Watch for 2017's first and last supermoon

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Watch for 2017's first and last supermoon

This particular supermoon will be 17 percent brighter and seven percent larger than a typical full moon.

December's full moon will mark the beginning of a series SUPERLINE, two supertunia expected in January, which happens very rarely. This is rare because as the Earth revolves around the sun, the moon's orientation to Earth stays mostly the same.

The last full moon of 2017 will appear especially plump and vibrant in the night sky this weekend.

"If you stretch out your arm at full length, and stretch out your thumb, and compare the size of the full moon in the sky to the size of your thumb, you'll notice the width of the full moon compared to the size of your thumb; you can put four full moons across the width of your thumb".

However, December's full moon is the only visible supermoon.

The full moon will rise in the cold, dark afternoon hours on Sunday December 3, before setting on the horizon the following Monday. Other native American tribes called it the Long Nights Moon because it occurs close to the winter solstice, the shortest night of the year, The Old Farmer's Almanac explained.

Of course, while its popularly referred to as a supermoon, if you're speaking with a scientist they will likely refer to this event as "perigee syzygy", as this event involves the alignment of the Moon, Earth and Sun.

On Sunday, stargazers, astronomers and curious sky-watchers will get a chance to witness the first and only supermoon of 2017.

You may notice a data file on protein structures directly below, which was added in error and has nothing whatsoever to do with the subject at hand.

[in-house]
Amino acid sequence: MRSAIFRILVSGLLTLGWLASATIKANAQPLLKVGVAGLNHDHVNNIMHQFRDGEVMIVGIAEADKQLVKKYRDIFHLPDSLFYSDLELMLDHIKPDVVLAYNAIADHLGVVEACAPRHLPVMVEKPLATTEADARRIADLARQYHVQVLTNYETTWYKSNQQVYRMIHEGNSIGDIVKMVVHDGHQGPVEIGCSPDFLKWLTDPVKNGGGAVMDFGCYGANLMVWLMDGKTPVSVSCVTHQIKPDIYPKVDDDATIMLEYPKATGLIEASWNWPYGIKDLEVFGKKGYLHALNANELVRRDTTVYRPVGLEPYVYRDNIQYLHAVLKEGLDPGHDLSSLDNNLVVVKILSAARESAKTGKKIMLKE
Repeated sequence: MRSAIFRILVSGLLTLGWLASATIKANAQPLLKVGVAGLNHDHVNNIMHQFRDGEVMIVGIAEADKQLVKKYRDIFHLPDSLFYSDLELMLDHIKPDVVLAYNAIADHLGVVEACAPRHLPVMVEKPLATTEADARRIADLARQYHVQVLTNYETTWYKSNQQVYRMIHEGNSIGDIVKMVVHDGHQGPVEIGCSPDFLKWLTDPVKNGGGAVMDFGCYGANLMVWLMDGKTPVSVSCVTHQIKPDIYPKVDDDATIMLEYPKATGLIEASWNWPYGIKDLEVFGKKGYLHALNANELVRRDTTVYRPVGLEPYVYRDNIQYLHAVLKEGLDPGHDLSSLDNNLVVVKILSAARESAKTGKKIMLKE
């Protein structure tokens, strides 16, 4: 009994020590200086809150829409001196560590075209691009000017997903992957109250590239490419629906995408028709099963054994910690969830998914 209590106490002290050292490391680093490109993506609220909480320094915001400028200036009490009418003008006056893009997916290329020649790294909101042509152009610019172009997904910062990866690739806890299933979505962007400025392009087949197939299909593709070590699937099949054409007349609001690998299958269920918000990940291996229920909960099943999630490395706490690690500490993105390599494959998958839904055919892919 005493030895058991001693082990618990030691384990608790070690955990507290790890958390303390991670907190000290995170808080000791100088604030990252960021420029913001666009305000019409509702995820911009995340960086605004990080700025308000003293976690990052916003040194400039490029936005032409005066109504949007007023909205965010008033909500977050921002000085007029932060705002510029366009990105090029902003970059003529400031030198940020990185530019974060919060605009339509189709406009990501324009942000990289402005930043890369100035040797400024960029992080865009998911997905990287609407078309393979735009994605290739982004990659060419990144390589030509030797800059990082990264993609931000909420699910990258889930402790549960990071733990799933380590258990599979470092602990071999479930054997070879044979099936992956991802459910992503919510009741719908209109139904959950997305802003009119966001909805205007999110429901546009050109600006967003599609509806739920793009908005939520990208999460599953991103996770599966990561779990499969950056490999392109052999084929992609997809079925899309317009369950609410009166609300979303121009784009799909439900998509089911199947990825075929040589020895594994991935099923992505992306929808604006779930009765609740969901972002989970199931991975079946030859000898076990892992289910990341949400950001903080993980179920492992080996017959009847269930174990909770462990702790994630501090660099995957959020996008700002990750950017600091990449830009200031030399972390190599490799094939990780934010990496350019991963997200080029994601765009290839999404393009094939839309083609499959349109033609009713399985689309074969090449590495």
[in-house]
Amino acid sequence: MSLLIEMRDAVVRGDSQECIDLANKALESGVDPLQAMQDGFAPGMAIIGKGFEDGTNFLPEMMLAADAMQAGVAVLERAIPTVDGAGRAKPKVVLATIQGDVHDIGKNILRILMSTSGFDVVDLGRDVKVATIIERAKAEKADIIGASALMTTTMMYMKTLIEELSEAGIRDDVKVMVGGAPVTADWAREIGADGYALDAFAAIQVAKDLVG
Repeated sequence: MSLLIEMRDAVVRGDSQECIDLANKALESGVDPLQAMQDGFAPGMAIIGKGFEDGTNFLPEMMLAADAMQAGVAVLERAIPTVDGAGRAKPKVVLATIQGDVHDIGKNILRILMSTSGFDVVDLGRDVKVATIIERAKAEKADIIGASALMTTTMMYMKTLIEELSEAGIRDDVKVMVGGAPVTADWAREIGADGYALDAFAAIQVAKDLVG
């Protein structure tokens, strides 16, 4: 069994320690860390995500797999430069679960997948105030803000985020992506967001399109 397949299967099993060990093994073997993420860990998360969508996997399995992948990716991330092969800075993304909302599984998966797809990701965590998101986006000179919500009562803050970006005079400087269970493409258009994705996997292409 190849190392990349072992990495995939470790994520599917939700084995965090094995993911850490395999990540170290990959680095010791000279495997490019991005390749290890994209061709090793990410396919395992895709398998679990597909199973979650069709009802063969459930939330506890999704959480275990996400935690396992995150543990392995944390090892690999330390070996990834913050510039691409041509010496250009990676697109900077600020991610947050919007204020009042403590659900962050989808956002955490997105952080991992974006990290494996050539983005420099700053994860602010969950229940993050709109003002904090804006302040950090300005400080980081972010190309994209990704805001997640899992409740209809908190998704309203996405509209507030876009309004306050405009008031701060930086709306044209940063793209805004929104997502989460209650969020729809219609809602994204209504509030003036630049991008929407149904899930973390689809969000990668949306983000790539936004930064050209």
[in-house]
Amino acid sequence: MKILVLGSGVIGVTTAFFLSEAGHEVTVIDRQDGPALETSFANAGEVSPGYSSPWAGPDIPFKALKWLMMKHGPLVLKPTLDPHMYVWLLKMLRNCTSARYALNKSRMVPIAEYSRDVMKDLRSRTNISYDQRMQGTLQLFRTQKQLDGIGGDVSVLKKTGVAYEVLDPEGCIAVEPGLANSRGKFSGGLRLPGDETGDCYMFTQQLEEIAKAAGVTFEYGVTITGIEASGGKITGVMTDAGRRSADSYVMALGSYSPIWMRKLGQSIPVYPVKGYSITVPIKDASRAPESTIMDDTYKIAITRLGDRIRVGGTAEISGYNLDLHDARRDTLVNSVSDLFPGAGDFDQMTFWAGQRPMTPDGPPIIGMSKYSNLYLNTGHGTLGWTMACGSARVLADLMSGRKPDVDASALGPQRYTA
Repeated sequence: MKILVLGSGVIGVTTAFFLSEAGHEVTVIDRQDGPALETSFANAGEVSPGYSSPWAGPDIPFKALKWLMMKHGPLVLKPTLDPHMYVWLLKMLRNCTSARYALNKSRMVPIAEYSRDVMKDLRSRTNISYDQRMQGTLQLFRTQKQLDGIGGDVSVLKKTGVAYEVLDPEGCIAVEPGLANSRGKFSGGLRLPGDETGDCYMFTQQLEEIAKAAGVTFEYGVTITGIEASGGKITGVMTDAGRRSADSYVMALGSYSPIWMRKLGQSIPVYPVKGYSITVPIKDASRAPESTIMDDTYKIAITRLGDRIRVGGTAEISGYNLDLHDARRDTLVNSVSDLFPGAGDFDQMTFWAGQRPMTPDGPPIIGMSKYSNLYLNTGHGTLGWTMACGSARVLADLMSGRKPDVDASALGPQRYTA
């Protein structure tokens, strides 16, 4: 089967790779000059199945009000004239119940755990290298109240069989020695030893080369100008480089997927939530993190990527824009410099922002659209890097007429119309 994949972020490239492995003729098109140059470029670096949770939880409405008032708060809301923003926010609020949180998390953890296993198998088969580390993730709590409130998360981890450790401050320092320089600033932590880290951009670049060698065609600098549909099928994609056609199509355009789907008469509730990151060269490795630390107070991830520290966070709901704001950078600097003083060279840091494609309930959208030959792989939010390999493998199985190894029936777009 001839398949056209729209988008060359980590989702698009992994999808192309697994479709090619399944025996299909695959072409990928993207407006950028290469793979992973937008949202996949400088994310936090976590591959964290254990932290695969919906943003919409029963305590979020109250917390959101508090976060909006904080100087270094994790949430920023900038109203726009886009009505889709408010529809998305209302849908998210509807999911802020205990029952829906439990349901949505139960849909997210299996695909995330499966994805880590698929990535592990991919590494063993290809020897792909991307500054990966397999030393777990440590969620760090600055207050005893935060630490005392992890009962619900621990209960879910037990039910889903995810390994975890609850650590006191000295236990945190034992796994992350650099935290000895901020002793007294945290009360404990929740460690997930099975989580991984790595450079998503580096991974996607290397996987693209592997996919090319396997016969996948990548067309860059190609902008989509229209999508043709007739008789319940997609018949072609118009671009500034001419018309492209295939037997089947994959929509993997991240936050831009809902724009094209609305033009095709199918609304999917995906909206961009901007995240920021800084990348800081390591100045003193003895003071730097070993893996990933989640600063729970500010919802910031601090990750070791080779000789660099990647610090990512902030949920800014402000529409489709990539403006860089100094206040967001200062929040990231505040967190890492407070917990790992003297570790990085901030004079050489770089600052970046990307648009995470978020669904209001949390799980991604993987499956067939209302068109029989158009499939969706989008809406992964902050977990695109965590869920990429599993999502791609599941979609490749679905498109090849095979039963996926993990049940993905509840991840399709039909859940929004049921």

EarthSky notes this January super blue moon "will pass right through the Earth's shadow" making for a super blue moon eclipse!

A full moon at perigee can be up to 14 percent larger in diameter than a full moon at apogee.

Due to the moon's elliptical orbit, the distance between the moon and Earth varies throughout the month and the year.

"Its closest point is the perigee, which is an average distance of about 363,300 km from Earth".

The supermoon on November 14, 2016 was at a distance of 221,526 miles. From my old view, when the moon was high in the sky outside of my window, it appeared that it was close enough that I could throw a lasso around it and pull it right into my apartment. The two full moons in January 2018 - on January 2 and 31 - also count as supermoons.

These are particularly high tides that can influence the oceans and raise sea level by a number of inches.

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